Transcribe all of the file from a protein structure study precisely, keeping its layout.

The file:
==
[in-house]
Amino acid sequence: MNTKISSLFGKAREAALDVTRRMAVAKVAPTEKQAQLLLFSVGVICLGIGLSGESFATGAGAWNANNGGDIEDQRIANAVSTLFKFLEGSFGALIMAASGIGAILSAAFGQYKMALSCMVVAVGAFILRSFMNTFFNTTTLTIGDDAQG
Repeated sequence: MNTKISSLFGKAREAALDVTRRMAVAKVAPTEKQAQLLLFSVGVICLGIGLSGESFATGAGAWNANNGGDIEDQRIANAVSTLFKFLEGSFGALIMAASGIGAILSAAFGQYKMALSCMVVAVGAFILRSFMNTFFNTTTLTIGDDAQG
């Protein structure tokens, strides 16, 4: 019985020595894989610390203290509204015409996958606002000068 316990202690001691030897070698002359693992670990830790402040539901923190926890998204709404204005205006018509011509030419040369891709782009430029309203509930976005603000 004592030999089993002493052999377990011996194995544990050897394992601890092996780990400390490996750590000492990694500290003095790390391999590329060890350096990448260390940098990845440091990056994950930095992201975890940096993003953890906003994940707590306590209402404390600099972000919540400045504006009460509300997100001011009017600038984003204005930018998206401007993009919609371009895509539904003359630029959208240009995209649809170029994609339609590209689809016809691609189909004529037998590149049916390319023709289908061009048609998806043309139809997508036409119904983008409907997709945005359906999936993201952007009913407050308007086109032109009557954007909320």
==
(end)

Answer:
[in-house]
Amino acid sequence: MNTKISSLFGKAREAALDVTRRMAVAKVAPTEKQAQLLLFSVGVICLGIGLSGESFATGAGAWNANNGGDIEDQRIANAVSTLFKFLEGSFGALIMAASGIGAILSAAFGQYKMALSCMVVAVGAFILRSFMNTFFNTTTLTIGDDAQG
Repeated sequence: MNTKISSLFGKAREAALDVTRRMAVAKVAPTEKQAQLLLFSVGVICLGIGLSGESFATGAGAWNANNGGDIEDQRIANAVSTLFKFLEGSFGALIMAASGIGAILSAAFGQYKMALSCMVVAVGAFILRSFMNTFFNTTTLTIGDDAQG
């Protein structure tokens, strides 16, 4: 019985020595894989610390203290509204015409996958606002000068 316990202690001691030897070698002359693992670990830790402040539901923190926890998204709404204005205006018509011509030419040369891709782009430029309203509930976005603000 004592030999089993002493052999377990011996194995544990050897394992601890092996780990400390490996750590000492990694500290003095790390391999590329060890350096990448260390940098990845440091990056994950930095992201975890940096993003953890906003994940707590306590209402404390600099972000919540400045504006009460509300997100001011009017600038984003204005930018998206401007993009919609371009895509539904003359630029959208240009995209649809170029994609339609590209689809016809691609189909004529037998590149049916390319023709289908061009048609998806043309139809997508036409119904983008409907997709945005359906999936993201952007009913407050308007086109032109009557954007909320």